Last Updated Jun 4, 2011 8:21 AM EDT
The latest Airline Quality Rating, for example, found that Southwest Airlines had the lowest consumer complaint rate -- 0.27 per 100,000 passengers -- in its industry. That shouldn't come as a surprise to anyone who knows the airline's corporate culture, which celebrates individuality, emphasizes fun and declares that employees are "number one."
How could an airline like that deliver bad service?
(By the way, for more on Southwest, check out Kevin and Jackie Freiberg's 1996 book Nuts! Southwest Airlines' crazy recipe for business and personal success or catch reruns of the A&E series "Airline," which shows how Southwest does -- and sometimes doesn't -- do service.)
I've always believed that how you treat your employees is reflected in the way you serve them. In more than a decade of advocating for customers, I've found that as a general rule, companies with toxic corporate cultures take their clients for granted and offer substandard service, while businesses with good reputations understand service.
A company's virtuousness may also affect its profitability. In Theodore Malloch's 2008 book, Doing Virtuous Business: The Remarkable Success of Spiritual Enterprise, he argues a "virtuous" company with a deepened sense of spirituality is better for corporate America.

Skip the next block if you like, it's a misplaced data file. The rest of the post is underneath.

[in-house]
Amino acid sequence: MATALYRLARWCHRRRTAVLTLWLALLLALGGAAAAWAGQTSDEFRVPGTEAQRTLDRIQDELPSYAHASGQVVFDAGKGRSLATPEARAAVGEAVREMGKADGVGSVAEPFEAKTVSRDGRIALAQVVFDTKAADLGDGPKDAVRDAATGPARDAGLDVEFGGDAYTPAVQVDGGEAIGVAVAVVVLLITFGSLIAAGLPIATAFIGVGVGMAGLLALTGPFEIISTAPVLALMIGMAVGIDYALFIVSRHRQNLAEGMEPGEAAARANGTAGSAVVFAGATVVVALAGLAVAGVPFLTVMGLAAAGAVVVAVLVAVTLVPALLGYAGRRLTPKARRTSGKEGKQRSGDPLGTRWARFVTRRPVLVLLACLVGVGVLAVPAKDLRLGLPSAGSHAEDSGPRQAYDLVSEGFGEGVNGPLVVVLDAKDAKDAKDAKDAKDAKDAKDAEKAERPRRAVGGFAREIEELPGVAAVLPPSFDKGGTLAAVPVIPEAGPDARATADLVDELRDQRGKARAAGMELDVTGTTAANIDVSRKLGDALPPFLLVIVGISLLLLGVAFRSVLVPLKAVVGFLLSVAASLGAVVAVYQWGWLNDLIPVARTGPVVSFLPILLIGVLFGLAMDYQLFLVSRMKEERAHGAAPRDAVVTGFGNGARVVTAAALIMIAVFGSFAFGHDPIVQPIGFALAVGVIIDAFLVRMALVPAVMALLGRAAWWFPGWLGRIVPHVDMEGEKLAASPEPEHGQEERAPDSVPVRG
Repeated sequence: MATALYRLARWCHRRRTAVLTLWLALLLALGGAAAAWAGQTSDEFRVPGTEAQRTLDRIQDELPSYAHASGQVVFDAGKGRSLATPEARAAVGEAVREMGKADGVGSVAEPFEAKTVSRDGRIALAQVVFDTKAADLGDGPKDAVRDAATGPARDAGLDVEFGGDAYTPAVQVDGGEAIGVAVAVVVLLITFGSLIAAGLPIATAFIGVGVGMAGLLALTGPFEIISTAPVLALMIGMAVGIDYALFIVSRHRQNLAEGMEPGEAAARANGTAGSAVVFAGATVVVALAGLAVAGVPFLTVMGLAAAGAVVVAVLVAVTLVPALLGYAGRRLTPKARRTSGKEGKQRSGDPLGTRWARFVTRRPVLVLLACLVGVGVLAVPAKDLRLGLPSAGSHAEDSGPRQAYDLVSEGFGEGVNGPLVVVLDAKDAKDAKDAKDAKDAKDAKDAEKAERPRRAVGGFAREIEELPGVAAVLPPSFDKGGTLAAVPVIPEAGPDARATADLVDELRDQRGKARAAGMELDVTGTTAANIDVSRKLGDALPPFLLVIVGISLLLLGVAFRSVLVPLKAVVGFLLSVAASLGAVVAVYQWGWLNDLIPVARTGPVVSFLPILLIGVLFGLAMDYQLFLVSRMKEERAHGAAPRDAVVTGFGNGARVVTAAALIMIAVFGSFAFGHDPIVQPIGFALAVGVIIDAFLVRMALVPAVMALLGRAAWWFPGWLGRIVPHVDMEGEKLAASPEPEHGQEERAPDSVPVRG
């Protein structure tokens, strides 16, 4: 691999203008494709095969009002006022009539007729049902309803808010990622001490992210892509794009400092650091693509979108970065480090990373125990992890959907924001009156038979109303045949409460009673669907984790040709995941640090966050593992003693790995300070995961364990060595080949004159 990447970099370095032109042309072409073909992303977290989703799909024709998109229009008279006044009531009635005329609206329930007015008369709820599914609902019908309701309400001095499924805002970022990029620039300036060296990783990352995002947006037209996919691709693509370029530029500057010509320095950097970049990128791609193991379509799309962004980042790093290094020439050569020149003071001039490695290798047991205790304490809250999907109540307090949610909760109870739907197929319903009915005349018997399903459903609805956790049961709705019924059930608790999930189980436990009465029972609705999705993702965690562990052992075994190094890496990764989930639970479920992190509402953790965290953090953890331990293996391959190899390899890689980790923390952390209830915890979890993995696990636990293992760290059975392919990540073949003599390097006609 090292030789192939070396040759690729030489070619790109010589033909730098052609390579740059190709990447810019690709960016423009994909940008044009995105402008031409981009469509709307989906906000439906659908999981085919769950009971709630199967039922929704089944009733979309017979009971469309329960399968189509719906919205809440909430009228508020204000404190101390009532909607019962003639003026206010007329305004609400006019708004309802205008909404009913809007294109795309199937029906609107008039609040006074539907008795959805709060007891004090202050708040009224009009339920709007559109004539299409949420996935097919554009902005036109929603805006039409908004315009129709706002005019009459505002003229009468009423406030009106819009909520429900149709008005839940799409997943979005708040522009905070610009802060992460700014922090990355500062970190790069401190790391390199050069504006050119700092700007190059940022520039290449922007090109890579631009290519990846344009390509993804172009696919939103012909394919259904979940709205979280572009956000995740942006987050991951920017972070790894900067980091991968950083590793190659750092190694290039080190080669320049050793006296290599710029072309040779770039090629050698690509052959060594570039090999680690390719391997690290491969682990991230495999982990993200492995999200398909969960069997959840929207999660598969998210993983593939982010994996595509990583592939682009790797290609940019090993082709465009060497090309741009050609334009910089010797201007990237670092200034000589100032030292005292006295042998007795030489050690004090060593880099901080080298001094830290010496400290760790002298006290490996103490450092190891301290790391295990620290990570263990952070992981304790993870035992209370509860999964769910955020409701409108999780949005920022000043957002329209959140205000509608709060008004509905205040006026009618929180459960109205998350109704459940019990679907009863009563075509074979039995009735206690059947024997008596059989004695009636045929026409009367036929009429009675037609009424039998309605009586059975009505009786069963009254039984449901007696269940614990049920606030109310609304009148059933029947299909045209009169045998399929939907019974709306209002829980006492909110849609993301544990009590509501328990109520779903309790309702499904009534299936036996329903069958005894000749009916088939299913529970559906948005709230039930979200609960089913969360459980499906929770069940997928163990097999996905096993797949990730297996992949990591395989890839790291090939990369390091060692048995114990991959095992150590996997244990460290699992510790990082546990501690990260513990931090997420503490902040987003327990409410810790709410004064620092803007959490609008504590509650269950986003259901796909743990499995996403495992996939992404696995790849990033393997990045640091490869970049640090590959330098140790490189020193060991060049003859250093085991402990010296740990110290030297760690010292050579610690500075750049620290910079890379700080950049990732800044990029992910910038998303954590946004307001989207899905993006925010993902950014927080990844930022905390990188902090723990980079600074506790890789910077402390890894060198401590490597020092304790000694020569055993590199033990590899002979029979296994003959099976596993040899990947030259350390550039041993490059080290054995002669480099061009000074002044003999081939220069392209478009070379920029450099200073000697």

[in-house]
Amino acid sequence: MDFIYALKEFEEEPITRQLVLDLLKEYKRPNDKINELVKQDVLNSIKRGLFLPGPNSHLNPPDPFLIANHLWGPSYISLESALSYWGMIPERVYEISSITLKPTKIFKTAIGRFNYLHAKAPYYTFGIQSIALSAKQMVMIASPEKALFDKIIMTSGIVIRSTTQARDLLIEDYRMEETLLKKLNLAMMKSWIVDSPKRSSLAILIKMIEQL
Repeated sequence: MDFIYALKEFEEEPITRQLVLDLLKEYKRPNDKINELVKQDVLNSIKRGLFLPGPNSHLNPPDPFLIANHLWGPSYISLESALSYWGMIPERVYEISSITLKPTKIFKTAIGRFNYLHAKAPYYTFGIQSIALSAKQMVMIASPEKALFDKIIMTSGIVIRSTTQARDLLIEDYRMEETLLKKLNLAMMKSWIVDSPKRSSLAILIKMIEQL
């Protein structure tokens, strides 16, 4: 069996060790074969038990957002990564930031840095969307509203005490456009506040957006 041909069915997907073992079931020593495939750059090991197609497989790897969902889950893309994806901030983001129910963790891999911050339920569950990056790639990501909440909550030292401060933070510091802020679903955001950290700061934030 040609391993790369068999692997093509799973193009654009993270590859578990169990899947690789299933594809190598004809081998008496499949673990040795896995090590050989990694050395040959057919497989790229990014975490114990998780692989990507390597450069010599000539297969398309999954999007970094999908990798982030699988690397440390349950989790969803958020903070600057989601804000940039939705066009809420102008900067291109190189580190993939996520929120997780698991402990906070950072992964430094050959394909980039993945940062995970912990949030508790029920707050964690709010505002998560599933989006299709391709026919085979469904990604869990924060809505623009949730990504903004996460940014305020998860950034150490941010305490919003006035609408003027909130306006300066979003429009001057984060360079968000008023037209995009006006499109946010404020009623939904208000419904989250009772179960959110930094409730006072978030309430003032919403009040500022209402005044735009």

As the son of a protestant minister, I should probably steer clear of theology. But the idea that company could be virtuous -- or maybe a better way of saying it is "not evil" -- and that being good could lead to better customer service, is certainly an interesting one.
So what's a "virtuous" company? Here are a few ways I might define it, in a more secular sense, and with apologies to Malloch. And to my father.
- Employee morale and retention is measurably high.
- People are promoted into customer-service positions, not demoted into them.
- There's a generous profit-sharing and 401k program in place.
- The company donates a higher-than-average percentage of its profits to a charity.
- It has a generous leave policy for sabbaticals or spending time with your family.
- The business invests in employee training and enrichment programs even when not required.
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Christopher Elliott is a consumer advocate, syndicated columnist and curator of the On Your Side wiki. He also covers customer service for the Mint.com blog. You can follow Elliott on Twitter, Facebook or his personal blog, Elliott.org or email him directly.
image courtesy of flickr user, jerandsar